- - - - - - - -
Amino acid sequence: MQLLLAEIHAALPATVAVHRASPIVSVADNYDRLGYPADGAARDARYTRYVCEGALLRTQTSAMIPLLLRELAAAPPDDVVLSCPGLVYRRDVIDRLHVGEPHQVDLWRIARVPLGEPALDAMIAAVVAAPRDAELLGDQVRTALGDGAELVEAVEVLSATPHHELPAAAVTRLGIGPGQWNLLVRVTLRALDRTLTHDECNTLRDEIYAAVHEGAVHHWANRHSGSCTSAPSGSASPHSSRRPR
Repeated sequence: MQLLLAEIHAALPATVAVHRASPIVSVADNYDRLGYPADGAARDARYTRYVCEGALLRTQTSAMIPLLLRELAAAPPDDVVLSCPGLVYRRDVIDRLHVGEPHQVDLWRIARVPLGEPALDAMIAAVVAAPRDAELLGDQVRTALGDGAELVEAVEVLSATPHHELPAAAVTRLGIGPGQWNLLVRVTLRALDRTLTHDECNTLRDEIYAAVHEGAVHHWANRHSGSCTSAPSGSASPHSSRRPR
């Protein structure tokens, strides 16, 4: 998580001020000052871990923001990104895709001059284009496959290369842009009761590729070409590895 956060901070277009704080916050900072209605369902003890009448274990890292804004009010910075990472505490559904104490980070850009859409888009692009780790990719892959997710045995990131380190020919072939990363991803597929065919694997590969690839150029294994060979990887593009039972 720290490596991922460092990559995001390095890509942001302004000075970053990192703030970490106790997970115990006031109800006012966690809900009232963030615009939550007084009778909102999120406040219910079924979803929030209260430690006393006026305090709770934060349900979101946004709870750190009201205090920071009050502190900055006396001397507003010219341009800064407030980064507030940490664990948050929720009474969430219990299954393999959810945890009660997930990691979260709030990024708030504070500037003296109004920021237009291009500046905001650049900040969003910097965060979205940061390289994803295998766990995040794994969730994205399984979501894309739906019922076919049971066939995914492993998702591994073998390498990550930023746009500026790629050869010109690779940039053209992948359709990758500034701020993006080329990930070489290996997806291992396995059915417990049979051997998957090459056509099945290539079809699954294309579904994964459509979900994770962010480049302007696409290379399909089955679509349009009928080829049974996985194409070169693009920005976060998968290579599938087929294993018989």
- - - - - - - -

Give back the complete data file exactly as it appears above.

Amino acid sequence: MQLLLAEIHAALPATVAVHRASPIVSVADNYDRLGYPADGAARDARYTRYVCEGALLRTQTSAMIPLLLRELAAAPPDDVVLSCPGLVYRRDVIDRLHVGEPHQVDLWRIARVPLGEPALDAMIAAVVAAPRDAELLGDQVRTALGDGAELVEAVEVLSATPHHELPAAAVTRLGIGPGQWNLLVRVTLRALDRTLTHDECNTLRDEIYAAVHEGAVHHWANRHSGSCTSAPSGSASPHSSRRPR
Repeated sequence: MQLLLAEIHAALPATVAVHRASPIVSVADNYDRLGYPADGAARDARYTRYVCEGALLRTQTSAMIPLLLRELAAAPPDDVVLSCPGLVYRRDVIDRLHVGEPHQVDLWRIARVPLGEPALDAMIAAVVAAPRDAELLGDQVRTALGDGAELVEAVEVLSATPHHELPAAAVTRLGIGPGQWNLLVRVTLRALDRTLTHDECNTLRDEIYAAVHEGAVHHWANRHSGSCTSAPSGSASPHSSRRPR
């Protein structure tokens, strides 16, 4: 998580001020000052871990923001990104895709001059284009496959290369842009009761590729070409590895 956060901070277009704080916050900072209605369902003890009448274990890292804004009010910075990472505490559904104490980070850009859409888009692009780790990719892959997710045995990131380190020919072939990363991803597929065919694997590969690839150029294994060979990887593009039972 720290490596991922460092990559995001390095890509942001302004000075970053990192703030970490106790997970115990006031109800006012966690809900009232963030615009939550007084009778909102999120406040219910079924979803929030209260430690006393006026305090709770934060349900979101946004709870750190009201205090920071009050502190900055006396001397507003010219341009800064407030980064507030940490664990948050929720009474969430219990299954393999959810945890009660997930990691979260709030990024708030504070500037003296109004920021237009291009500046905001650049900040969003910097965060979205940061390289994803295998766990995040794994969730994205399984979501894309739906019922076919049971066939995914492993998702591994073998390498990550930023746009500026790629050869010109690779940039053209992948359709990758500034701020993006080329990930070489290996997806291992396995059915417990049979051997998957090459056509099945290539079809699954294309579904994964459509979900994770962010480049302007696409290379399909089955679509349009009928080829049974996985194409070169693009920005976060998968290579599938087929294993018989």